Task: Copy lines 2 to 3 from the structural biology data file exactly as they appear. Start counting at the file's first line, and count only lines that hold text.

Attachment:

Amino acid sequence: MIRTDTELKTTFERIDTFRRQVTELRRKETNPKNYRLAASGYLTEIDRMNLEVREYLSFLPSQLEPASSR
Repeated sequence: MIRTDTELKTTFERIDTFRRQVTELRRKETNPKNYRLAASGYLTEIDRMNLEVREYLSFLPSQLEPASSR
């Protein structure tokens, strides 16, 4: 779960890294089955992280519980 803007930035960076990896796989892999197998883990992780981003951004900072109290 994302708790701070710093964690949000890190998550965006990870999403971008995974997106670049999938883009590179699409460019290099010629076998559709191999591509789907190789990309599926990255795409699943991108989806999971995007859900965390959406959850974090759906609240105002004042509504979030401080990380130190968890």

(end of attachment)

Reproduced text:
Repeated sequence: MIRTDTELKTTFERIDTFRRQVTELRRKETNPKNYRLAASGYLTEIDRMNLEVREYLSFLPSQLEPASSR
């Protein structure tokens, strides 16, 4: 779960890294089955992280519980 803007930035960076990896796989892999197998883990992780981003951004900072109290 994302708790701070710093964690949000890190998550965006990870999403971008995974997106670049999938883009590179699409460019290099010629076998559709191999591509789907190789990309599926990255795409699943991108989806999971995007859900965390959406959850974090759906609240105002004042509504979030401080990380130190968890």